Why can’t Minnesotans zipper-merge? How did the Twin Cities become a hub for Somali-Americans? These and other questions from the community are the focus of a new weekly feature, Curious Minnesota. It’s fast becoming one of the most-loved features we publish. Its success has prompted us to launch a “Curious Minnesota” podcast.
National honors for our work
We saw many accolades for our news, business, features, sports and visual journalism. The highest honors went to “Denied Justice,” which revealed widespread failings in investigating and prosecuting rape reports. It was a finalist for the Pulitzer Prize for local reporting and won the public service award from the Society of Professional Journalists.
The Opinion team, which operates separately from the newsroom, is dedicated to hosting a thoughtful daily discussion on issues in the news. The goal is to reflect a diversity of viewpoints in editorials, commentary, letters to the editor and cartoons.
Editorial Board members offer opinions on local, national and international topics, most often based on original reporting. From the state budget to safety netting at Target Field, the board published more than 400 editorials in 2019, including a special report, “Not this mine. Not this location,” on mining near the Boundary Waters Canoe Area Wilderness.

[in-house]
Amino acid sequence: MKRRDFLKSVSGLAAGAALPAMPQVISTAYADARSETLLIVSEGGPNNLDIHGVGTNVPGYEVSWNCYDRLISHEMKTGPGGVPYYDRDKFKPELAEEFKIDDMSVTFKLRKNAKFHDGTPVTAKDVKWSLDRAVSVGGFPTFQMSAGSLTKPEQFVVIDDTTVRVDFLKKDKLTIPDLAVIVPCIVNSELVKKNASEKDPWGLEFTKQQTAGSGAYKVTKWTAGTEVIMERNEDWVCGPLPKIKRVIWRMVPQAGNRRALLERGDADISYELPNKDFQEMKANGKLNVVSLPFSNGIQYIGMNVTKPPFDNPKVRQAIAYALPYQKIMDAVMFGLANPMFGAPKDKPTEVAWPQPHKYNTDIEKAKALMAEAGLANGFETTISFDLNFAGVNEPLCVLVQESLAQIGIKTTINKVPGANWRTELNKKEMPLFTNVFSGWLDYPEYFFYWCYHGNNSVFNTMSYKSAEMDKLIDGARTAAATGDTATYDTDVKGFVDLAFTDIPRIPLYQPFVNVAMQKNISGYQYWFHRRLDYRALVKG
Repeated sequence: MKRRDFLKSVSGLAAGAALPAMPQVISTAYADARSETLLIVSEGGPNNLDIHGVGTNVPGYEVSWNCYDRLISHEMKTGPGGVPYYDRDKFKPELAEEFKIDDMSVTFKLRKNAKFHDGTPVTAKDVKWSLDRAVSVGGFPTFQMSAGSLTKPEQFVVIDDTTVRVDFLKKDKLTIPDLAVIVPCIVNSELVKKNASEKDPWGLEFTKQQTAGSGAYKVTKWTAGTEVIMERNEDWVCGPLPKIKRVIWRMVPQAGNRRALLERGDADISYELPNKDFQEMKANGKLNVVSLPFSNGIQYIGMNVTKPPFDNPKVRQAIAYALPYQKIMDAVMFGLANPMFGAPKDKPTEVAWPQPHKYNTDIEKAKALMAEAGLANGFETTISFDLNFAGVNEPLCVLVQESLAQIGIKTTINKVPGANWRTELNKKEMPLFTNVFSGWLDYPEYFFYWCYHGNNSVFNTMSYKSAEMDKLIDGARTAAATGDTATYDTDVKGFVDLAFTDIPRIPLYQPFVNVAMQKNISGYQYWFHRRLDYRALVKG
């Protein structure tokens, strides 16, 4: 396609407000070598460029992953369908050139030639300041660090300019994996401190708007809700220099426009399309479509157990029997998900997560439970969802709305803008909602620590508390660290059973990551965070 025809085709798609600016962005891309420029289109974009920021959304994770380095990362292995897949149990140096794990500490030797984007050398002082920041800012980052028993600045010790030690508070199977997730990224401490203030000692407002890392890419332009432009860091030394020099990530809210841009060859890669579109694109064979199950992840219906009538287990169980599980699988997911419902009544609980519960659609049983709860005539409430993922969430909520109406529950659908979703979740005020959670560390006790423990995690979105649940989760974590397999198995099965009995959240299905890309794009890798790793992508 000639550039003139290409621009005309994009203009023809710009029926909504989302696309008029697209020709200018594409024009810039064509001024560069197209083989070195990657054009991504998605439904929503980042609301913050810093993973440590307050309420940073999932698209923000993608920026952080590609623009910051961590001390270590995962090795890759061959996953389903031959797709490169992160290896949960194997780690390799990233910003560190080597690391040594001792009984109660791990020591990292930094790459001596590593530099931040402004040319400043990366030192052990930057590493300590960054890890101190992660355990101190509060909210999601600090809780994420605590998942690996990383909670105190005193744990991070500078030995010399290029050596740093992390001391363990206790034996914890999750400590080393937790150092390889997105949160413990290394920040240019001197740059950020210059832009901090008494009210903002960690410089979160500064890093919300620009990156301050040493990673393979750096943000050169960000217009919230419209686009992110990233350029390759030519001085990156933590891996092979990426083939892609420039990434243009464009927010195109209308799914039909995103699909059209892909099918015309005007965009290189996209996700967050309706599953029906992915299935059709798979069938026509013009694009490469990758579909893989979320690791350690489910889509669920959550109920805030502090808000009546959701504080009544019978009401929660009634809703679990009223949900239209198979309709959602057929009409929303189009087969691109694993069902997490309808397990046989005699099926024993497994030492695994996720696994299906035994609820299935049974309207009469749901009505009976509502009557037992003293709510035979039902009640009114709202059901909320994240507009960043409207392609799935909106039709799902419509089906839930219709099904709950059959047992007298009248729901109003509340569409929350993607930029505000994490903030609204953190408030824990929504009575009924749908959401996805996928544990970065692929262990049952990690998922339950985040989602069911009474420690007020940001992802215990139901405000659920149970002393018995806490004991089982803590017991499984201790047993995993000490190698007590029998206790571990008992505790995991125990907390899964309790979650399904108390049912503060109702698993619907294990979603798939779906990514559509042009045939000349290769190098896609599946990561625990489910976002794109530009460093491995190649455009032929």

Our contributors include local and national writers, along with staff members John Rash and D.J. Tice. Among the most-read in 2019: Minneapolis Mayor Jacob Frey and Republican National Committee co-chair Tommy Hicks on a Trump rally, and St. Cloud writer Ari Kaufman and University of Minnesota Prof. Larry Jacobs on the urban-rural divide.
Star Tribune readers are knowledgeable, engaged and opinionated. In 2019, we published letters from readers across Minnesota and beyond as they discussed issues ranging from the purpose of the Pledge of Allegiance at St. Louis Park City Council meetings to the impeachment of the president.
Editorial cartoonist Steve Sack
Our cartoonist continues to entertain and provoke readers with his distinctive takes on the news. “I read the paper, I crack a joke and I draw a picture,” Sack said after winning the 2013 Pulitzer Prize for editorial cartoons. Sack’s 2019 subjects included a snowy winter, U.S. Sen. Amy Klobuchar’s poll numbers and, more than once, President Donald Trump.